Tongue in Chic is the sixth studio album by American R&B band Chic, released on Atlantic Records in late 1982. The album includes the singles "Hangin'" and "I Feel Your Love Comin' On". Tongue in Chic was the second Chic album to peak outside Billboards 100 chart, it did however reach #47 on the R&B chart; the album was the second of two projects to be written and produced by Bernard Edwards and Nile Rodgers in 1982, the other being the soundtrack to movie Soup For One. Tongue in Chic was transferred to compact disc and re-released by Atlantic Records/Warner Music in 1991; the album was digitally remastered and re-issued by Wounded Bird Records in 2003. All tracks written by Nile Rodgers. Side A"Hangin'" – 5:12 Listen "I Feel Your Love Comin' On" – 6:52 "When You Love Someone" – 5:06Side B"Chic" – 4:46 "Hey Fool" – 3:40 "Sharing Love" – 2:40 "City Lights" – 4:26 Bernard Edwards - Lead vocals, bass guitar Alfa Anderson - Lead vocals Luci Martin - vocals Nile Rodgers - guitar, vocals Tony Thompson - drums Dolette McDonald – vocals Fonzi Thornton – vocals Jocelyn Brown – vocals Michelle Cobbs – vocals Marty Celay – additional guitar on "When You Love Someone" Raymond Jones – keyboards Rob Sabino – keyboards Sammy Figueroa – percussion Robert Aaron – saxophone Ray Maldonado – trumpet Gene Orloff – strings Bernard Edwards – producer for Chic Organization Ltd.
Nile Rodgers – producer for Chic Organization Ltd. Bill Scheniman – sound engineer Jason Corsaro, Dave "The Rave" Greenberg – second engineer Scott Litt – sound mix Bob Ludwig – mastering Bob Defrin - art direction Herbert Schulz - photography Recorded and mixed at Power Station NYC. Mastered at Atlantic Studios NYC
A-side and B-side
The terms A-side and B-side refer to the two sides of 78, 45, 331⁄3 rpm phonograph records, or cassettes, whether singles, extended plays, or long-playing records. The A-side featured the recording that the artist, record producer, or the record company intended to receive the initial promotional effort and receive radio airplay to become a "hit" record; the B-side is a secondary recording that has a history of its own: some artists released B-sides that were considered as strong as the A-side and became hits in their own right. Others took the opposite approach: producer Phil Spector was in the habit of filling B-sides with on-the-spot instrumentals that no one would confuse with the A-side. With this practice, Spector was assured that airplay was focused on the side he wanted to be the hit side. Music recordings have moved away from records onto other formats such as CDs and digital downloads, which do not have "sides", but the terms are still used to describe the type of content, with B-side sometimes standing for "bonus" track.
The first sound recordings at the end of the 19th century were made on cylinder records, which had a single round surface capable of holding two minutes of sound. Early shellac disc records records only had recordings on one side of the disc, with a similar capacity. Double-sided recordings, with one selection on each side, were introduced in Europe by Columbia Records in 1908, by 1910 most record labels had adopted the format in both Europe and the United States. There were no record charts until the 1930s, radio stations did not play recorded music until the 1950s. In this time, A-sides and B-sides existed. In June 1948, Columbia Records introduced the modern 331⁄3 rpm long-playing microgroove vinyl record for commercial sales, its rival RCA Victor, responded the next year with the seven-inch 45 rpm vinylite record, which would replace the 78 for single record releases; the term "single" came into popular use with the advent of vinyl records in the early 1950s. At first, most record labels would randomly assign which song would be an A-side and which would be a B-side.
Under this random system, many artists had so-called "double-sided hits", where both songs on a record made one of the national sales charts, or would be featured on jukeboxes in public places. As time wore on, the convention for assigning songs to sides of the record changed. By the early sixties, the song on the A-side was the song that the record company wanted radio stations to play, as 45 rpm single records dominated the market in terms of cash sales, it was not until 1968, for example, that the total production of albums on a unit basis surpassed that of singles in the United Kingdom. In the late 1960s, stereo versions of pop and rock songs began to appear on 45s; the majority of the 45s were played on AM radio stations, which were not equipped for stereo broadcast at the time, so stereo was not a priority. However, the FM rock stations did not like to play monaural content, so the record companies adopted a protocol for DJ versions with the mono version of the song on one side, stereo version of the same song on the other.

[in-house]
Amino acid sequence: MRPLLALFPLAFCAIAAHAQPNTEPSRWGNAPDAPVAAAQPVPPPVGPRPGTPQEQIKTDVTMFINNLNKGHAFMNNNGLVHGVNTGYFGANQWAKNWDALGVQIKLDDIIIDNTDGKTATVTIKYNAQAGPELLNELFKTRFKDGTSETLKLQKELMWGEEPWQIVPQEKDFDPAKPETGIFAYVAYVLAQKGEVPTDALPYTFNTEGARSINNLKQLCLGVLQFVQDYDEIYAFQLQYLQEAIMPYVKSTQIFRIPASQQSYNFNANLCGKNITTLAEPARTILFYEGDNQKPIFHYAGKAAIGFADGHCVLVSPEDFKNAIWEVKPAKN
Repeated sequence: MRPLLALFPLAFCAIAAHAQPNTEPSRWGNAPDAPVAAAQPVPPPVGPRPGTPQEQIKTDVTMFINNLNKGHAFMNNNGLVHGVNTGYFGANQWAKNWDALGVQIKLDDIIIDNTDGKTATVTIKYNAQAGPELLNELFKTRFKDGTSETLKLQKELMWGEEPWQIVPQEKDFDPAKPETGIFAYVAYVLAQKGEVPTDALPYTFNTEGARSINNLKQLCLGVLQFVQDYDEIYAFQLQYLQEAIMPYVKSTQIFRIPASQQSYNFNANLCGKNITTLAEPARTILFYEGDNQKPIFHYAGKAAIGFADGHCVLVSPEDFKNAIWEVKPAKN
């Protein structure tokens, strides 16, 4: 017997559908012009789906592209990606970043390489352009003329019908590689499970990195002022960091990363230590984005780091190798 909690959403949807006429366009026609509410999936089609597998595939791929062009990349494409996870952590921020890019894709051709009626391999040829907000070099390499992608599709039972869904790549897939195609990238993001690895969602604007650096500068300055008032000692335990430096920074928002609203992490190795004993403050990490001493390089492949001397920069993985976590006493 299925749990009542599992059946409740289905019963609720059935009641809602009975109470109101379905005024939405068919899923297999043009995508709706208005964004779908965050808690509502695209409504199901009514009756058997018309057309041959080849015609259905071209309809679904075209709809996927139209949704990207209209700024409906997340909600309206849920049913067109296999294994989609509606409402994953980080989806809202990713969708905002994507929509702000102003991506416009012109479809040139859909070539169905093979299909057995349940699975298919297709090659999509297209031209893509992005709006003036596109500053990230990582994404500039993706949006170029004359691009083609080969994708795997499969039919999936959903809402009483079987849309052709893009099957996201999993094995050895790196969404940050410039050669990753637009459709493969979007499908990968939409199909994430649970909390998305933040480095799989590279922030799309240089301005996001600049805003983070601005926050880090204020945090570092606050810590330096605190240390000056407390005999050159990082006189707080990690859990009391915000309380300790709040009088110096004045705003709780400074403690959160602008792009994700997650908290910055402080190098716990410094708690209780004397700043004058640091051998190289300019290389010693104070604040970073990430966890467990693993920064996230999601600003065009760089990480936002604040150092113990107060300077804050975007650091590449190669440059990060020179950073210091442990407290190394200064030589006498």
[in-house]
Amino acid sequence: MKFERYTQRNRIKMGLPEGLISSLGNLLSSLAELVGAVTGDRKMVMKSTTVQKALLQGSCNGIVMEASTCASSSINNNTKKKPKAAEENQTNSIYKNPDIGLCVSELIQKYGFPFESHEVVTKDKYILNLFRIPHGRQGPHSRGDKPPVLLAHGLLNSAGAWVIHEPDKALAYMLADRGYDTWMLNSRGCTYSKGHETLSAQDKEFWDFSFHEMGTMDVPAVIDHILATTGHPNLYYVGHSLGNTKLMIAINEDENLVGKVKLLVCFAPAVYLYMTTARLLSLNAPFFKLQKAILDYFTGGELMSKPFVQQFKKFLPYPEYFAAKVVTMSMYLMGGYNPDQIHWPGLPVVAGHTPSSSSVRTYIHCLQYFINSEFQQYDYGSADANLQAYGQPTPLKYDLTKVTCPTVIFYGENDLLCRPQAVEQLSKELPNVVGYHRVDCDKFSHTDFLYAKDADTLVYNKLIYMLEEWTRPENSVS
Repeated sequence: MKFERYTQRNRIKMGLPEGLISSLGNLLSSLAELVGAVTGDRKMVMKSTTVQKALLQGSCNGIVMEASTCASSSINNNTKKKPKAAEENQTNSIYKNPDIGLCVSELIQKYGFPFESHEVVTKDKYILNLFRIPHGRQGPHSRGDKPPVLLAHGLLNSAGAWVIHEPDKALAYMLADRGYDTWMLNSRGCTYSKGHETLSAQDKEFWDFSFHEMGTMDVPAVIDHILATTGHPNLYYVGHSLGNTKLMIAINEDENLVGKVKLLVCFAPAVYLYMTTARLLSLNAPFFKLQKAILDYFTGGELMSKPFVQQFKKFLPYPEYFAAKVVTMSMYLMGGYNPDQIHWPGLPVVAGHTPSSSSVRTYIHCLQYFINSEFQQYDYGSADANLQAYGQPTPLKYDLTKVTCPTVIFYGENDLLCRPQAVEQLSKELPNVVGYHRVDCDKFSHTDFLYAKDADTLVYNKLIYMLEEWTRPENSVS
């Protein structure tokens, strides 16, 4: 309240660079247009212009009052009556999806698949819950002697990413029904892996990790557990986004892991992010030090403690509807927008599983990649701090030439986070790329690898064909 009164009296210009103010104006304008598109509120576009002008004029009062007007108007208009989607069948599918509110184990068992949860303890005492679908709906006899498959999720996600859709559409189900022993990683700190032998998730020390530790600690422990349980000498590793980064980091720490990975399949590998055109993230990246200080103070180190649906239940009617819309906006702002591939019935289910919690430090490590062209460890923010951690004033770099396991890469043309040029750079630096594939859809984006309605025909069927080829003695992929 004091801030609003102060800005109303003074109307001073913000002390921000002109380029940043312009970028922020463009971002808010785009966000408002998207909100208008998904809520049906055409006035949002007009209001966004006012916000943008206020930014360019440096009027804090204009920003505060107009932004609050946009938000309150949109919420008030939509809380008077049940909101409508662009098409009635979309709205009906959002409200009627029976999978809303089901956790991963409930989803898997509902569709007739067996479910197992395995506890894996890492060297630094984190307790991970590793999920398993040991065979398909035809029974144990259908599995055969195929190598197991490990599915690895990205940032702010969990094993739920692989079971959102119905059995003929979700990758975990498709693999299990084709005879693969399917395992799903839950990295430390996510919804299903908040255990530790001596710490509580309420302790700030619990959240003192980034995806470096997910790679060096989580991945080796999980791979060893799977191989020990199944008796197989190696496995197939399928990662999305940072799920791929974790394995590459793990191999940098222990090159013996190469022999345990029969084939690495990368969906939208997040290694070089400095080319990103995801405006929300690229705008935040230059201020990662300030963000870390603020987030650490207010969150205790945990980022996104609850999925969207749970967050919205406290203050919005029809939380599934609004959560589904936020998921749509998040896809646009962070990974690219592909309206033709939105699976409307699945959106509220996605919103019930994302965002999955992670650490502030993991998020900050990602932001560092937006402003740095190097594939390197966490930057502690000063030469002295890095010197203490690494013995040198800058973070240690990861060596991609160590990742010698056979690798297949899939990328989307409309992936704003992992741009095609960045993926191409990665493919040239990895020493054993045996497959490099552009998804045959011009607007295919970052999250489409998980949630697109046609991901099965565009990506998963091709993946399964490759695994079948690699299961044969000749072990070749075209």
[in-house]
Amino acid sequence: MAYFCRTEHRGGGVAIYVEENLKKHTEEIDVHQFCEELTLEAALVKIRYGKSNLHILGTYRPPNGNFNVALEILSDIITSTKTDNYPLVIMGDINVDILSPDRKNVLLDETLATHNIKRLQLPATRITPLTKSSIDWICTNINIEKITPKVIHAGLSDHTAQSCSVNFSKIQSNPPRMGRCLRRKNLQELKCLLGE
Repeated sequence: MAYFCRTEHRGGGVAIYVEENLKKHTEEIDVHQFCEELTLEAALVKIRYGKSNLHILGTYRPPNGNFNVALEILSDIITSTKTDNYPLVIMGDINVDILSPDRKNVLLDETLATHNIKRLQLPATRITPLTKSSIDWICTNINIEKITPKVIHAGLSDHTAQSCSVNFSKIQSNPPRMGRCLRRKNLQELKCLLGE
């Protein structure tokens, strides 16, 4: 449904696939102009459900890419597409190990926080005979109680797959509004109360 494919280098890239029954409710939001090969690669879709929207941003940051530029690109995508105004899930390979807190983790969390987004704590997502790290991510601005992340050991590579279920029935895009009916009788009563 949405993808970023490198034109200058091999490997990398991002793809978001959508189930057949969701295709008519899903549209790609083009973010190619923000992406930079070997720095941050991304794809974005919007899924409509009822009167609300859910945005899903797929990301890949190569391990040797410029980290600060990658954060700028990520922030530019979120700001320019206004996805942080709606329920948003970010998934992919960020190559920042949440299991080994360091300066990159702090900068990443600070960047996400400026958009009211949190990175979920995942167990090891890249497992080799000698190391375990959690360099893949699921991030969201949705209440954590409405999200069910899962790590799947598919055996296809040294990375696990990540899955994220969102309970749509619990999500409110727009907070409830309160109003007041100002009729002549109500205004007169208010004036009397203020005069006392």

By the early 1970s, double-sided hits had become rare. Album sales had increased, B-sides had become the side of the record where non-album, non-radio-friendly, instrumental versions or inferior recordings were placed. In order to further ensure that radio stations played the side that the record companies had chosen, it was common for the promotional copies of a single to have the "plug side" on both sides of the disc. With the decline of 45 rpm vinyl records, after the introduction of cassette and compact disc singles in the late 1980s, the A-side/B-side differentiation became much less meaningful. At first, cassette singles would have one song on each side of the cassette, matching the arrangement of vinyl records, but cassette maxi-singles, containing more than two songs, became more popular. Cassette singles were phased out beginning in the late 1990s, the A-side/B-side dichotomy became extinct, as the remaining dominant medium, the compact disc, lacked an equivalent physical distinction.
However, the term "B-side" is still used to refer to the "bonus" tracks or "coupling" tracks on a CD single. With the advent of downloading music via the Internet, sales of CD singles and other physical media have declined, the term "B-side" is now less used. Songs that were not part of an artist's collection of albums are made available through the same downloadable catalogs as tracks from their albums, are referred to as "unreleased", "bonus", "non-album", "rare", "outtakes" or "exclusive" tracks, the latter in the case of a song being available from a certain provider of music. B-side songs may be released on the same record as a single to provide extra "value for money". There are several types of material released in this way, including a different version, or, in a concept record, a song that does not fit into the story lin